A propane torch with a range of burner sizes is all you need. I have a caravan size propane cylinder and a Micky Mouse Clarke propane torch kit with an adjustable reg, no idea of the Kw sizes of the burners but they range in diameter from about 3/8" to probably 3" it also has a gas soldering iron for soft solder comprising a copper bit with integral torch which I used quite succesfully to soft solder 1/2 round brass beading to my 4" traction engine steel tender. Last weekend I silver soldered a steel bush for the oiler 5/8" diameter onto a steel fabrication comprising a 2" length of 1 1/4 round bar previously welded to legs of 2" wide 1/4" thick steel flat bar so a fair old lump of steel. All done in what is essentially a CuP brazing hearth with HP5 flux using the 1 1/2" burner. No problem at all. I don't profess to apply any science to the choice of burner for any given job outside "that looks big enough"! For small jobs I use a self contained plumbers style torch with a propane aerosol size cylinder and the small nozzle of the pair it came with. As others have said if you can contain / reflect back the heat loss with some decent insulating bricks or mineral blanket, Charlies your aunt! I very much doubt you will find any clock bits barring one from the cathedral that sort of rig won't manage. I doubt the whole set up over the years has cost me more than £70 and I even used it in conjunction with a wood burning basket to harden and temper the front spring for my 6" TE. You can spend a fortune on kit but if you haven't developed the technique the job will be no better!
|Thread: Hello from North Hampshire!|
Great to see someone from your generation on here with an enthusiasm for practical skills. They will stand you in good stead in the future! Welcome.
|Thread: What Did You Do Today 2020|
I think that is a generalisation, I also said I find it difficult to understand why that should be so! I don't believe that all steel produced outside of Europe is "crap". As to car bodies, is it that all bodies made today that don't rust are made from 'new' European steel? I find that hard to believe. I think that is more to do with improvements in paint technology and probably assembly standards. It's many years since I studied metallurgy and it's not an avenue I persued in my career so most of what I learnt I have forgotton! I do believe standards can vary between batches even from the same mill but I don't believe that every piece of steel originating outside Europe and the America's is substandard. There were operations in the UK (Sheerness Steel being one) that operated entirely on recycling scrap granted though they produced mainly low grade materials such as rebar and not bright products destined for machining operations. I do believe however there are variations in standards (and that can be form whatever origin) but only a full analysis would provide any evidence to support Andrew's experience and my hypothesis and the source of origin would need to be determined. Who knows where it was really manufactured!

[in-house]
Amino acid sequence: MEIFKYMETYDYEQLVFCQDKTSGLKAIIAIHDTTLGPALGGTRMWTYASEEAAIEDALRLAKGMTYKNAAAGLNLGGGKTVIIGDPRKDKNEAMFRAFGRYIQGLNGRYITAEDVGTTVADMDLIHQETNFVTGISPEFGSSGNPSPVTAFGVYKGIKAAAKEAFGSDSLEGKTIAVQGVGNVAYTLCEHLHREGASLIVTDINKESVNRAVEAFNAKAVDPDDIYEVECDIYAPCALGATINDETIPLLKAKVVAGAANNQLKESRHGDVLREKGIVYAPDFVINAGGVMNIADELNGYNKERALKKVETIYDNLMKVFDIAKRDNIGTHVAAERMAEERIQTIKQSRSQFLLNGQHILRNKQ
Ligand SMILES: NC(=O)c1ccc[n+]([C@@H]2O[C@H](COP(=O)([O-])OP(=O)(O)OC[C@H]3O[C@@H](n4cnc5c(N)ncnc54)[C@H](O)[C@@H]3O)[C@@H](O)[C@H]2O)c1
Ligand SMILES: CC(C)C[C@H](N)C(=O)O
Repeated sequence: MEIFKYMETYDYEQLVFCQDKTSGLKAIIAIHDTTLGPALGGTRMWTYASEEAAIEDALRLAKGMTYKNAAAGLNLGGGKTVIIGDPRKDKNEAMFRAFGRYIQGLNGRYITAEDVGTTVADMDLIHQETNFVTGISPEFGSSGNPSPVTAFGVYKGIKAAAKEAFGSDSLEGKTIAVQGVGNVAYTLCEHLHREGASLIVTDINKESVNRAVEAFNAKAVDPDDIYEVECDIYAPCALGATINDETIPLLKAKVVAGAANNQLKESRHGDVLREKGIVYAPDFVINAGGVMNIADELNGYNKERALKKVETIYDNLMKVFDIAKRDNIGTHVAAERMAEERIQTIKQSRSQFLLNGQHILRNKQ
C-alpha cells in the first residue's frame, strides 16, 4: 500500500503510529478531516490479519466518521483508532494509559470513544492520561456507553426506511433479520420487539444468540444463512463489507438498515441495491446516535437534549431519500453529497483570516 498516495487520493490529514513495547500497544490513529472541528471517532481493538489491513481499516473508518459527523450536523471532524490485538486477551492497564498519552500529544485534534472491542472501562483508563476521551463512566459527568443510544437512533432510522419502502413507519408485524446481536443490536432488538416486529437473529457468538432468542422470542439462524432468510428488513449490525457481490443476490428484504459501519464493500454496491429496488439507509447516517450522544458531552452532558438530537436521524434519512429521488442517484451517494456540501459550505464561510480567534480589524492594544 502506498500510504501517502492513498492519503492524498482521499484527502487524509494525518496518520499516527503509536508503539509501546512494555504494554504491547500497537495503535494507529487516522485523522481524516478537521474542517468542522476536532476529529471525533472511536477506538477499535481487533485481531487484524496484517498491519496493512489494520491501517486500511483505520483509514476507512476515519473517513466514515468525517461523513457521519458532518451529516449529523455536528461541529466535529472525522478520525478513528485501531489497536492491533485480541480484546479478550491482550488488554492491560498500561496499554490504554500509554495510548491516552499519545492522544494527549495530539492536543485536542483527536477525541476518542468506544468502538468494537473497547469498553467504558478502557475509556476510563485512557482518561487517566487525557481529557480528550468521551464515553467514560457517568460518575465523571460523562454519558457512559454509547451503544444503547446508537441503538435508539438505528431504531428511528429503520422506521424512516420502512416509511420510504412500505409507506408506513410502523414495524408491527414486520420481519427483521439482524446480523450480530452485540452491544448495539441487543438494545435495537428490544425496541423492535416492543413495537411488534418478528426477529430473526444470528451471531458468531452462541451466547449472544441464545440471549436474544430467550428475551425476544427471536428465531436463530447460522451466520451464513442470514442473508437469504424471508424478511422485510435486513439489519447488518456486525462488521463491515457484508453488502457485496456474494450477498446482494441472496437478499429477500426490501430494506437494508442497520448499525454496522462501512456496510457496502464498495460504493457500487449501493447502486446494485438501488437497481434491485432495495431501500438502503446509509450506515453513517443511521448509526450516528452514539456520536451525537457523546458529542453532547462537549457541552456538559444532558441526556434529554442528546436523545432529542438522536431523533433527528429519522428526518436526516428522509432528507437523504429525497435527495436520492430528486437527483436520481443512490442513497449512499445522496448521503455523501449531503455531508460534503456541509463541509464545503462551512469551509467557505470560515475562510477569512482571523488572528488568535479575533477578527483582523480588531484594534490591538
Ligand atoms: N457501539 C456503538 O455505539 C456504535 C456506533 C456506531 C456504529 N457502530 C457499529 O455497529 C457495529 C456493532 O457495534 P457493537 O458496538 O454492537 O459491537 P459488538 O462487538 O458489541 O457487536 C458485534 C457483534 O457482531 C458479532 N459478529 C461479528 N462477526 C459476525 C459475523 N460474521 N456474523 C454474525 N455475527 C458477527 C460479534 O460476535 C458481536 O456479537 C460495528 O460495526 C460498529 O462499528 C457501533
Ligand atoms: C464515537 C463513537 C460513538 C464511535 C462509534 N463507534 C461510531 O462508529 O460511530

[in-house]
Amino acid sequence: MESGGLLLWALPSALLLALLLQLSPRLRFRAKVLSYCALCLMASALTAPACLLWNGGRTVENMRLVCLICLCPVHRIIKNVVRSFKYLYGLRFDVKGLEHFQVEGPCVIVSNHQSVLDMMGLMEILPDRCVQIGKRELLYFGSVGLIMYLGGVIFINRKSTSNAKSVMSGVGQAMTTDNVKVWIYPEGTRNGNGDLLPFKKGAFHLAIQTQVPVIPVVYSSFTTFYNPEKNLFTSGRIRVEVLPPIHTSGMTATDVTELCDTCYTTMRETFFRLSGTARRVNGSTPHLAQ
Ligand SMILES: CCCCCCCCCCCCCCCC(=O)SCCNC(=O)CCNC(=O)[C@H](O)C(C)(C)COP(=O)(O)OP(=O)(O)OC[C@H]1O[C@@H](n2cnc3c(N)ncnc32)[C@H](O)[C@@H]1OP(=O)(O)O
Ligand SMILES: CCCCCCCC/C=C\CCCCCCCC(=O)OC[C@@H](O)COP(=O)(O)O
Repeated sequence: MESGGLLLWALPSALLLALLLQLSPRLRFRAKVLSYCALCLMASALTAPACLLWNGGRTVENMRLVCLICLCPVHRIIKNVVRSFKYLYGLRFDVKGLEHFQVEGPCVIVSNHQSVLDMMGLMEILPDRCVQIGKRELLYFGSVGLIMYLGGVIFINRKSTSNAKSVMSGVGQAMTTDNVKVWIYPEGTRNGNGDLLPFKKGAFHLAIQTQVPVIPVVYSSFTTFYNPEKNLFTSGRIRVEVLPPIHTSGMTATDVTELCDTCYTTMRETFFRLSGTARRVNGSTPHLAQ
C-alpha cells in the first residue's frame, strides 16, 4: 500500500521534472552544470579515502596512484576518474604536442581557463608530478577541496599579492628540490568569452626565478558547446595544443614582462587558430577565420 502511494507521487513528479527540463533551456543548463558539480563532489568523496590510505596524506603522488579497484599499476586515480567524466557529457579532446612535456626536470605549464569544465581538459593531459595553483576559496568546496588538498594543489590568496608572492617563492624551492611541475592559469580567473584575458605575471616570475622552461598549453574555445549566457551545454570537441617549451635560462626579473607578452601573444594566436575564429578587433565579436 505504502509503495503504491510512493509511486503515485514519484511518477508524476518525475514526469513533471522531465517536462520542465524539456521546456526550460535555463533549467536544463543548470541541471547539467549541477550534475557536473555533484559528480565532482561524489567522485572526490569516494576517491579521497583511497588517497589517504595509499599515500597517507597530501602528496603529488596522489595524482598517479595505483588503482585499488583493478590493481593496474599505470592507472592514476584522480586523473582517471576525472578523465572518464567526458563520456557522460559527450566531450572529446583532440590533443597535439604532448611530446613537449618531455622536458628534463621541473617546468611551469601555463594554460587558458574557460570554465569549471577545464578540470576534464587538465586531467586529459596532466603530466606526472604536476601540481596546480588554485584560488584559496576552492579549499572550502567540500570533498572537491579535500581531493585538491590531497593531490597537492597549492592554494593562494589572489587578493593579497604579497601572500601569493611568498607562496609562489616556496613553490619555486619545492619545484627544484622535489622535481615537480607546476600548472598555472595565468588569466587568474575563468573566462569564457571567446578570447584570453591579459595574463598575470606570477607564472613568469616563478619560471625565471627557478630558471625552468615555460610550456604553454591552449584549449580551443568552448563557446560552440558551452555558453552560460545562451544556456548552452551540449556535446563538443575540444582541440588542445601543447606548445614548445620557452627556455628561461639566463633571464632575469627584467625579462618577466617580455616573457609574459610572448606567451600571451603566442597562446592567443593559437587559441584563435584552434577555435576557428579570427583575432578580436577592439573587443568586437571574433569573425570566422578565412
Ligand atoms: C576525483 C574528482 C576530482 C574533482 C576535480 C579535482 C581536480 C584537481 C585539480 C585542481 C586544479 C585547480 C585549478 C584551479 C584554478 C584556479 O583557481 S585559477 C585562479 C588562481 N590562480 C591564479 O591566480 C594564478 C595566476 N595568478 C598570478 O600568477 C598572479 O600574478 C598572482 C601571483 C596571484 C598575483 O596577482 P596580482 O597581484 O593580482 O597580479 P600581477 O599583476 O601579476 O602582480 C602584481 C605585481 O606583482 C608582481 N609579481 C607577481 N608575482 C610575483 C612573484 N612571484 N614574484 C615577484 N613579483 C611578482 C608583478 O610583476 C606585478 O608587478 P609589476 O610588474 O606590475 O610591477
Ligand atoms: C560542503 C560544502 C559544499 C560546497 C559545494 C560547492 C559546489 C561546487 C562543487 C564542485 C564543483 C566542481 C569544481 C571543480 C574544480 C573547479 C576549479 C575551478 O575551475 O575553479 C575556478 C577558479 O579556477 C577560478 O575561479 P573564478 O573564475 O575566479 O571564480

Many thanks for the pictures. I have seen a similar effect previously on some questionable grade material so my guess would be an inconsistent material, several of your comments would support that particularly I think where you referred to the roughing cuts and a similar change in performance with the 'torn' finish. I doubt it is anything to do with your machine given you have not noticed a similar effect previously, I am sure I have read accounts of instances where you have used the hydraulic copy attachment for other components previously on TT? The fact that it appears visually regular but when measured confirms it is more random would tend to support that. I don't remember if you have a hardness tester but it might be interesting to take some comparative hardness readings between the more pronounced areas of the finish? I can't really think through how impurities may be unevenly distributed through the bar from melt to final rolling but I suspect it could be to do with the composition and the action of the working to produce the bar.
I have a friend who has a business running several automatics and he has commented in the past of having batches of bar, supposedly of a standardised quality that gave this kind of finish on the components which caused them to be rejected which was fixed by nothing other than changing the source of supply without any resetting of the machines (this was all bright bar). On tracing back the material the poor finish batch was from an Asian source, the good replacement from Germany. There is often comment re steel from Asia being poor due to its recycled origins, I do find that difficult to understand sometimes as a solid with the supposed same chemical composition from different sources (according to the material certs) but there does seem to be something in it - behaviour of boiler tubes in service with unexplained rapid and localised pitting being another example.
Just my thoughts.
|Thread: Hi from Sleaford|
Welcome. There is quite a bit of stuff on Centecs on here and a few people with them so you should be in good company.
|Thread: 4ft Model Steam Boat Project *need help*|
Works with my iPad, just got to albums at the top of the page, click new and away you go.